The social-news underdog, Netscape, is planning to remove the “Homepage Stories” statistic under a user’s profile. The noticeable difference here, is that Digg incurred a massive reaction, Netscape had a considerably small reaction.
First, we need to understand that Netscape is not as large as Digg, and not as technically-inclined. Director of Netscape, Ryan Budke, said their users aren’t interested in who’s stats are higher. Further stating that this is intended to further engage users (though, I’m not sure what that means).
Digg has a larger amount of users. Digg should have anticipated the needs of their geekier users who like friendly competition and failed to make changes with that in mind. For example, I suggest since they removed the top-100 users, include this stat one’s private profile when their logged in. Regardless, they made an attempt to resolve the issue of gaming the homepage and possible corruption in getting uninteresting stories dugg.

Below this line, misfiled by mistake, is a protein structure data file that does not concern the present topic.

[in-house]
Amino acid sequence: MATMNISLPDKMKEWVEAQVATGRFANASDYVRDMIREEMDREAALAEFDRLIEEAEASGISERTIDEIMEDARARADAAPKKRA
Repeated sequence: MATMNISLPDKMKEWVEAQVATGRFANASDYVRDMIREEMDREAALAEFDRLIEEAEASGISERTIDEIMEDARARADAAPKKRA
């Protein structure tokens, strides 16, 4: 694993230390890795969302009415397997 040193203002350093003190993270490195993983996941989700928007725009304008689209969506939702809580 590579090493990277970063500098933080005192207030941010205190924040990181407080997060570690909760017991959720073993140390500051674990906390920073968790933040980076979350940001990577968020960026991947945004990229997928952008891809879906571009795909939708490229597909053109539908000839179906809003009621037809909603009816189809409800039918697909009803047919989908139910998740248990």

By contrast, when Netscape switched thousands of user’s classic homepage to the new user-generated social news portal, many users were livid about this. Those users preferred their older format, Web 1.0, AP syndicated news. The reaction on that has since subsided, but at least Netscape garnered free marketing for upsetting those users.
Muhammad Saleem, Netscape ‘Navigator’ and Pronet Advertising blogger, finds the low community response intriguing, which it isn’t to me. It’s expected due to Netscape’s user niche, they don’t particularly pride themselves on stats but rather opinions. I find that this move is a good move for Netscape to observe their user’s needs and anticipate these changes by blogging about it. I don’t think that either Netscape or Digg is ideal for “everyone,” rather they focus at engaging their users.
What do you think? Let me know in the comments!